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The Attitudes And Perceptions Of Scotland Towards Rainwater Harvesting (rwh)

Congress: 2015
Author(s): Selina Egyir, Caroline Brown, Scott Arthur
Heriot-Watt University1

Keyword(s): Sub-theme 14: Valuing water: monetary and non-monetary dimensions,
Abstract1. INTRODUCTION

a. Background

Water Supply Companies in the United Kingdom (UK) spend approximately £10 billion removing urban run-off from developments and importing treated water for consumption (Caffoor, 2008). Within the context of changing climate and reducing carbon footprints, this situation is not compatible with sustainable development. Despite the common perception that it rains a lot in Scotland, the water resources are under pressure. A high volume of water is taken from the environment for human use which utilizes high amount of energy to transport and treat good quality water for human consumption. We need to plan carefully for the future to ensure reliable water supplies are available for everyone whilst protecting the natural environment (EA, 2010).

Water saving scheme; Rainwater Harvesting (RWH) can reduce the dependence on the mains water supply and reduce flooding. There is therefore a need for a framework which bridges the gap between socio-economic acceptance, attitudes and perceptions towards RWH.

b. Aim

Mimicking the carbon neutral agenda, the presented research aims to explore the feasibility of water neutral development in some selected peri-urban areas in Scotland. Water saving scheme; RWH; part of the water neutral agenda is being used to explore the social acceptability of households.

c. Specific objectives

To explore social and technical adaptations of RWH in Scotland; to analyse behaviour, attitudes and perception of RWH in Scotland and to understand people's perceptions on climate change and its effects on their source of water supply.

2. METHODS AND MATERIALS

The main research questions set were: "Scottish Private Water Supply (PWS) householders would have a good attitude towards water saving and conservation due to constant maintenance and ensuring good quality of their water for domestic purposes so they would be more inclined to have a positive attitude towards RWH, a water neutral development concept"; "Scottish PWS users will be more concerned about the effects of climate change on their source of PWS than those on public mains supply". To answer the research questions a survey was developed to collect data from three local authority areas (Aberdeenshire, Scottish Borders and Highlands) which had the highest users of PWS in Scotland. The questionnaires were administered randomly to households in the selected case study and the responses received from the survey were processed to answer the overall research questions.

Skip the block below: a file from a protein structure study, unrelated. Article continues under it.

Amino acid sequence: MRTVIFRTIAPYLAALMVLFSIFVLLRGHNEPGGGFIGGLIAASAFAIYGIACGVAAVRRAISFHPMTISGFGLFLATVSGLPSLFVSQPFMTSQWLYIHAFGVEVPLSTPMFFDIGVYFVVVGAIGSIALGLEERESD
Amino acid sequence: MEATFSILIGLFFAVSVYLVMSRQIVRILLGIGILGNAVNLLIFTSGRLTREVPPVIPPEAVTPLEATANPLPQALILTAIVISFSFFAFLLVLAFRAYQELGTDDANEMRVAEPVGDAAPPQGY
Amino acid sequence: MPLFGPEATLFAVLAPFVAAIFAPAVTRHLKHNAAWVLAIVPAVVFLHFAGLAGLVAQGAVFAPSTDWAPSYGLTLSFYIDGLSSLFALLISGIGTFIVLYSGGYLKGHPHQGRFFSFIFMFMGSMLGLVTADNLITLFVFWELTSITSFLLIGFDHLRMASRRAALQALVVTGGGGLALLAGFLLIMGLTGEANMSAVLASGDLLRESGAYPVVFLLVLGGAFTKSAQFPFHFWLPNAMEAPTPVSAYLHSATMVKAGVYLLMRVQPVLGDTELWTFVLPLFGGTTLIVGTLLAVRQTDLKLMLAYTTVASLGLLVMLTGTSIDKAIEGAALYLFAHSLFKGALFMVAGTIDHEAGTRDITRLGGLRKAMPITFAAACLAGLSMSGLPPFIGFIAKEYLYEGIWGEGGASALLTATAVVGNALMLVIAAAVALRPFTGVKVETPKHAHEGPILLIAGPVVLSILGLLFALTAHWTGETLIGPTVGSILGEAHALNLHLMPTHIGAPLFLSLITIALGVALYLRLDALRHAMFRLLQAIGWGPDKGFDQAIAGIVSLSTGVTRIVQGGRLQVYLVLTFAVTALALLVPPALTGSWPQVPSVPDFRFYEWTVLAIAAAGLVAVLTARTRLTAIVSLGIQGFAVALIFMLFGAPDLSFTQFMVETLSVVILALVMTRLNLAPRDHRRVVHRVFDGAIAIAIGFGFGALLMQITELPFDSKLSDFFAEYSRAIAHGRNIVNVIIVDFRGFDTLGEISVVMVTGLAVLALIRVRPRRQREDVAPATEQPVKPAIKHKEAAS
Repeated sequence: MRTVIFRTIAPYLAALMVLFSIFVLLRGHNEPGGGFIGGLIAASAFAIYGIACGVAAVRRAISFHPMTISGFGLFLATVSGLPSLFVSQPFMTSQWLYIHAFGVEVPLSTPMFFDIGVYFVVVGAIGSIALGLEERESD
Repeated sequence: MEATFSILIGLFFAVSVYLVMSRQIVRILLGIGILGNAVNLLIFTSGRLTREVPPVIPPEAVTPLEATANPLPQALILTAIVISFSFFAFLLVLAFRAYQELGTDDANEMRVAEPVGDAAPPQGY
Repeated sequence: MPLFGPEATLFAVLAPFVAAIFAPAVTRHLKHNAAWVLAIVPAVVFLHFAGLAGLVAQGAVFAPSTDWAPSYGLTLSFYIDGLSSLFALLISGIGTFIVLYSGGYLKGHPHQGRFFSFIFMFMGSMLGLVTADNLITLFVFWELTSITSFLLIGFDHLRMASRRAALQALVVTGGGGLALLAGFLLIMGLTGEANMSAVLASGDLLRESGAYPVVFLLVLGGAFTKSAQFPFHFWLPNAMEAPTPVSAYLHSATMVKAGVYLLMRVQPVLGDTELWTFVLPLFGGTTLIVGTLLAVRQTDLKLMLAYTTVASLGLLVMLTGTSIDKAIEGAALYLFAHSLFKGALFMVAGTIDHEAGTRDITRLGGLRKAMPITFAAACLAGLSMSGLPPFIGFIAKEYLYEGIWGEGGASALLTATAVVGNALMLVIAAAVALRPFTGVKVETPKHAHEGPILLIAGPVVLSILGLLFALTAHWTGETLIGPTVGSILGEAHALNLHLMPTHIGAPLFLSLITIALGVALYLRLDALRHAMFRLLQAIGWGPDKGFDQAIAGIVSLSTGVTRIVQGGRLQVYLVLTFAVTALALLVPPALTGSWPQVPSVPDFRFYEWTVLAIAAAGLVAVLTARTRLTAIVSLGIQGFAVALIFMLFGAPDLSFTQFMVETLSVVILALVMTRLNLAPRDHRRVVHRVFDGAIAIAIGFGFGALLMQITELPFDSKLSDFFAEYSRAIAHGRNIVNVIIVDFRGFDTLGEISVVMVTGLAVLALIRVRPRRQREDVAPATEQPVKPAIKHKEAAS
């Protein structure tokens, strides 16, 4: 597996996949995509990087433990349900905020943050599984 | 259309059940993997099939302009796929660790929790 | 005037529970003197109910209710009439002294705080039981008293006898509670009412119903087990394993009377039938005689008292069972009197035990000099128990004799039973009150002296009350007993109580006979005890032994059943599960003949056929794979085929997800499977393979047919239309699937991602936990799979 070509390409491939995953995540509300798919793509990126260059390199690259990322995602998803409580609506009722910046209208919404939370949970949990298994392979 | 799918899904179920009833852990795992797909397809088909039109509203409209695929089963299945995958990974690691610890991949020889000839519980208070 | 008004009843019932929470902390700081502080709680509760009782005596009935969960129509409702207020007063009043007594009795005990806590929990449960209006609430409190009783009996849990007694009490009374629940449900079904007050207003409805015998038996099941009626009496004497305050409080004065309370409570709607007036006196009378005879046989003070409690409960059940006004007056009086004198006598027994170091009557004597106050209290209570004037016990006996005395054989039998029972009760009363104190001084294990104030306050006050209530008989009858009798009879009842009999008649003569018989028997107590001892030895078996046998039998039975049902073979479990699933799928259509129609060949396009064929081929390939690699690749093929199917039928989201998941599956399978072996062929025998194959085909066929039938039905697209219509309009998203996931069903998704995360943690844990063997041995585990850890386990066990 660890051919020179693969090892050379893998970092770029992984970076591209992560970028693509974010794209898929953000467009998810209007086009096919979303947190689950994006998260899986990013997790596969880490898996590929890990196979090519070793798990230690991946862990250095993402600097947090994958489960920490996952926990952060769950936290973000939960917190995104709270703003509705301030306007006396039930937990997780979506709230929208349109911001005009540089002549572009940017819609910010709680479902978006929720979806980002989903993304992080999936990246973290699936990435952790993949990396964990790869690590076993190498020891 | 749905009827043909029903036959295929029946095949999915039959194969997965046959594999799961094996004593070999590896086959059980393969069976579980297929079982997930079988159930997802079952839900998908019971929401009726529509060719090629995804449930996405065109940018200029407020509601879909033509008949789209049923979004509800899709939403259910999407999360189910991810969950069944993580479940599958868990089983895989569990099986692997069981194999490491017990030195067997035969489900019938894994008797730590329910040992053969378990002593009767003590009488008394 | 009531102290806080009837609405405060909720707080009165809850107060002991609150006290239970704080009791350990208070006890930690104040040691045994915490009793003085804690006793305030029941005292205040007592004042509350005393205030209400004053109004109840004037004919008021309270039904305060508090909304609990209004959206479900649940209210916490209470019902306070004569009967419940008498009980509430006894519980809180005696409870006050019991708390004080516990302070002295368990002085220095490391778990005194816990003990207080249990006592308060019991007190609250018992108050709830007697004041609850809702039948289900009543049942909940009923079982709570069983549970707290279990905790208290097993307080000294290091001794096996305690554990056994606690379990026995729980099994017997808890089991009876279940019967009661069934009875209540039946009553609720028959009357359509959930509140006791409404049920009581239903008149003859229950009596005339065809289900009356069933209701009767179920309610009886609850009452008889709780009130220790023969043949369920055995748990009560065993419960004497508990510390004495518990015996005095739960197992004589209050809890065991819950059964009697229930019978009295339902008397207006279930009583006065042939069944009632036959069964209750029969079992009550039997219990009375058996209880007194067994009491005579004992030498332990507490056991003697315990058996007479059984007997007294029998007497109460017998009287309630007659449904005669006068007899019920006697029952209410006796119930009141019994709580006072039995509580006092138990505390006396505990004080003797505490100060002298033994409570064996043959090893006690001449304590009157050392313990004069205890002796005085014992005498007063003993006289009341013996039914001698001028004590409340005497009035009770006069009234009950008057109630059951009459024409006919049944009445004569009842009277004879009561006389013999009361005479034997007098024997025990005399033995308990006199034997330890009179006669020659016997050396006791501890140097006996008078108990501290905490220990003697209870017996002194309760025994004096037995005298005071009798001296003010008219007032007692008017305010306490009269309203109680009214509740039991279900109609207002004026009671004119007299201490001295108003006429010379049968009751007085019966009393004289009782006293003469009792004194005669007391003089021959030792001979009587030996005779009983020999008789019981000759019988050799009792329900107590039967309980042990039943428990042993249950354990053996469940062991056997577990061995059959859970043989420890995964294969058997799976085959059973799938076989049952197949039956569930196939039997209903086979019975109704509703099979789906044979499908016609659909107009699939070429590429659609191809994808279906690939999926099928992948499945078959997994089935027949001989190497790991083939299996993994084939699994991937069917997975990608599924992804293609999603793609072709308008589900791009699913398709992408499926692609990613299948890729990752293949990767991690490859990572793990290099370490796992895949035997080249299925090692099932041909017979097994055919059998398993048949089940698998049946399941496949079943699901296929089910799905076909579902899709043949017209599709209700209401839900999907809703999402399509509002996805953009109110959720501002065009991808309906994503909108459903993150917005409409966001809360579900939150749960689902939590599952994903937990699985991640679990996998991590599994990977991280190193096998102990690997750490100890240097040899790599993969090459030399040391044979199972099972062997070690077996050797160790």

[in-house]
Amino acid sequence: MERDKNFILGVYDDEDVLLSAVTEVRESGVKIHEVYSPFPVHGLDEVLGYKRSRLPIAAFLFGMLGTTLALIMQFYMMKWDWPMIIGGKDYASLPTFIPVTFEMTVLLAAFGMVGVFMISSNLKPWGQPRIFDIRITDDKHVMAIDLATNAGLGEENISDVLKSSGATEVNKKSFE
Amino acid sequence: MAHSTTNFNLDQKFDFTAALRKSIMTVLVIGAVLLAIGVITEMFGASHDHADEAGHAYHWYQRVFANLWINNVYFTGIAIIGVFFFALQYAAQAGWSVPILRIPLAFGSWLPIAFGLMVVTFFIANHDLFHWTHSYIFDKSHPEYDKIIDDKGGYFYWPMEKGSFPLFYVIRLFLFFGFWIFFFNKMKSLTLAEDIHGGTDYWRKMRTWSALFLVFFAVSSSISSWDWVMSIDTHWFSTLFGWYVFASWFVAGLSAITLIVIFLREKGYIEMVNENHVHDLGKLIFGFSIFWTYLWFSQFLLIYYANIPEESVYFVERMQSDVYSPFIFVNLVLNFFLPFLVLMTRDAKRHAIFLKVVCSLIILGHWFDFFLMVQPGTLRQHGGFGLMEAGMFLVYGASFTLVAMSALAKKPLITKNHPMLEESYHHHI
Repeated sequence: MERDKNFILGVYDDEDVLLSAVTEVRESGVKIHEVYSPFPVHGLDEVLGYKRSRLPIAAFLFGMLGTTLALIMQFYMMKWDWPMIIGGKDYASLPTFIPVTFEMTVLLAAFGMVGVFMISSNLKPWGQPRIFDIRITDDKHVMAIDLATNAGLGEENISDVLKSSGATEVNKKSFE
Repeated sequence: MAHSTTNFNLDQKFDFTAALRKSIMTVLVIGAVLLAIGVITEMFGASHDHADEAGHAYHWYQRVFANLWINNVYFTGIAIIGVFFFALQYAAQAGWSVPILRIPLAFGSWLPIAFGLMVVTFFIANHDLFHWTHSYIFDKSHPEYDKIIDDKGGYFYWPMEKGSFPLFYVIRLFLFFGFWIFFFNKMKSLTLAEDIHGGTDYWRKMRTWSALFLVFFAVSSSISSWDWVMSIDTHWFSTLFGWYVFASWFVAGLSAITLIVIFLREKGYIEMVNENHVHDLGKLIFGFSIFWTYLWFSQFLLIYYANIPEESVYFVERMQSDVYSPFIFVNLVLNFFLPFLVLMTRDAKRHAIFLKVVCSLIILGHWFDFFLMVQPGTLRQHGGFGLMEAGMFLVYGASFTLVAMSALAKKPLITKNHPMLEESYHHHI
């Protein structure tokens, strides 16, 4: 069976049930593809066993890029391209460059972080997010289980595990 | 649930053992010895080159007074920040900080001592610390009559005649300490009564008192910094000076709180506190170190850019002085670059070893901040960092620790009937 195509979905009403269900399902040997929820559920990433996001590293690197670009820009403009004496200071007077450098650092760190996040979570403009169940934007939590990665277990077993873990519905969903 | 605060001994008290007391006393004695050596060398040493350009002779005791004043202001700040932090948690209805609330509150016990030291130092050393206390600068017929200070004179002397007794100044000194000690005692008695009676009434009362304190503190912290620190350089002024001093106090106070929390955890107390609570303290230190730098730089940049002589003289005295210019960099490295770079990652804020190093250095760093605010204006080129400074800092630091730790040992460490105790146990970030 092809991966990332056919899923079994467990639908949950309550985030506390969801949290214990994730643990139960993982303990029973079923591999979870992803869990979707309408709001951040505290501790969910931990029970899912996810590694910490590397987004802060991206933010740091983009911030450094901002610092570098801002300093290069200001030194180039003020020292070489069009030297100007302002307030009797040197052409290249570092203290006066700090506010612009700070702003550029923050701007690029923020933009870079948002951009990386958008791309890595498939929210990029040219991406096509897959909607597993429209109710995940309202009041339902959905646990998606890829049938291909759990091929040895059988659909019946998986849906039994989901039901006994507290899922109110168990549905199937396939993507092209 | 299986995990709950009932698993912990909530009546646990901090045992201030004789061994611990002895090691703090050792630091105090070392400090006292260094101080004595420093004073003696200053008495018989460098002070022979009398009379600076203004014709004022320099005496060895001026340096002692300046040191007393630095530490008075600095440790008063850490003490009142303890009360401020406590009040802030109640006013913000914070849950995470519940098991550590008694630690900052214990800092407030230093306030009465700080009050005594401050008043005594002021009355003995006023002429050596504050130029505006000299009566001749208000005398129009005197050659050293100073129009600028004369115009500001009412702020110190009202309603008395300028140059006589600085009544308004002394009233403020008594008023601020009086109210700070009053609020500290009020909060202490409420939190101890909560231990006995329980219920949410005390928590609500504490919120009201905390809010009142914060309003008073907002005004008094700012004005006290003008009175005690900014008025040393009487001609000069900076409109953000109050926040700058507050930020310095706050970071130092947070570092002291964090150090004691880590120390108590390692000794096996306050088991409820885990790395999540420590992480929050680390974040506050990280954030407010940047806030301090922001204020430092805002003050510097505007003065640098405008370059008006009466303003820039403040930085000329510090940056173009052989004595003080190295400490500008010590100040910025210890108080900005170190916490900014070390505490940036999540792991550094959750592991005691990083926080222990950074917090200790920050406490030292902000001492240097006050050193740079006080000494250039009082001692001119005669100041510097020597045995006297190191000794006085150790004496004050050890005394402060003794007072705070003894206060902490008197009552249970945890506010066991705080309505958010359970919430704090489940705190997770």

3. RESULTS AND DISCUSSION

The expectant response rate was 20% in all the case study areas. In Scottish Borders and Highlands, the expected response rate was 26% exceeding the targeted response rate; but for Aberdeenshire it was 18% response rate which was marginally below the target.

a. Socio-economic and technical adaptations of RWH in Scotland

It was observed that participants were neutral in all the three study areas to implement RWH if it would reduce their water bill because they believed water in Scotland was free thus it was not an enough incentive to implement RWH. This can be linked to the reason why participants were unlikely to implement RWH if it was to be paid by them but they were willing to consider it if it was easy to use, were given a grant and would ensure constant supply of water (Table 1).

Most respondents were neither enthused to implement RWH in their house if their neighbour had it nor if it was a community set-up; most houses had no neighbours. The closest neighbour expressed by most participants was within 0.5 km. The observation between having a community set up and a set up for their own house were relatively similar (Table 2).

b. Behaviour, attitudes and perception of RWH in Scotland

It was observed that participants in all the study areas were unlikely to use RWH for domestic purposes like drinking, bathing, dishes and laundry but found RWH to be acceptable for bathing, laundry and dishes except drinking. They were likely to use RWH for gardening, car washing and toilet flushing and found RWH to be perfectly acceptable for these purposes (Table 3).

c. To understand people's perceptions on climate change and its effects on their source of water supply

It was observed that most of the participants were aware of climate change but did not believe it was happening and if it was it has been beneficial to them and cannot affect their source of PWS (Table 4).

There were diverse views on climate change happening and most people related it to government and private companies' agenda to create complex policies. But majority of participants were willing to reduce the impact of climate change if it will affect their source of PWS (Table 5).

4. CONCLUSION

Over all, the receptivity to RWH was negative as participants surveyed demonstrated they were overwhelming unlikely to install RWH. Participants were also aware of climate change but they believed it will happen in a 100 years from now or when they were dead. But they were willing to take part in focus group discussion to learn more on RWH and asked for help in installation if climate change will have an impact on their source of PWS. Caffoor, I. (2008) Energy efficient water and wastewater treatment. Priority Technology Area 3. Energy Efficient Environmental Knowledge Transfer Networks. Energy Efficient Water & Wastewater Treatment (EEWWWT) business case pdf file.

Environment Agency (EA) (2001). A Scenario Approach to Water Demand Forecasting, NationalWater Demand Management Centre, Worthing.

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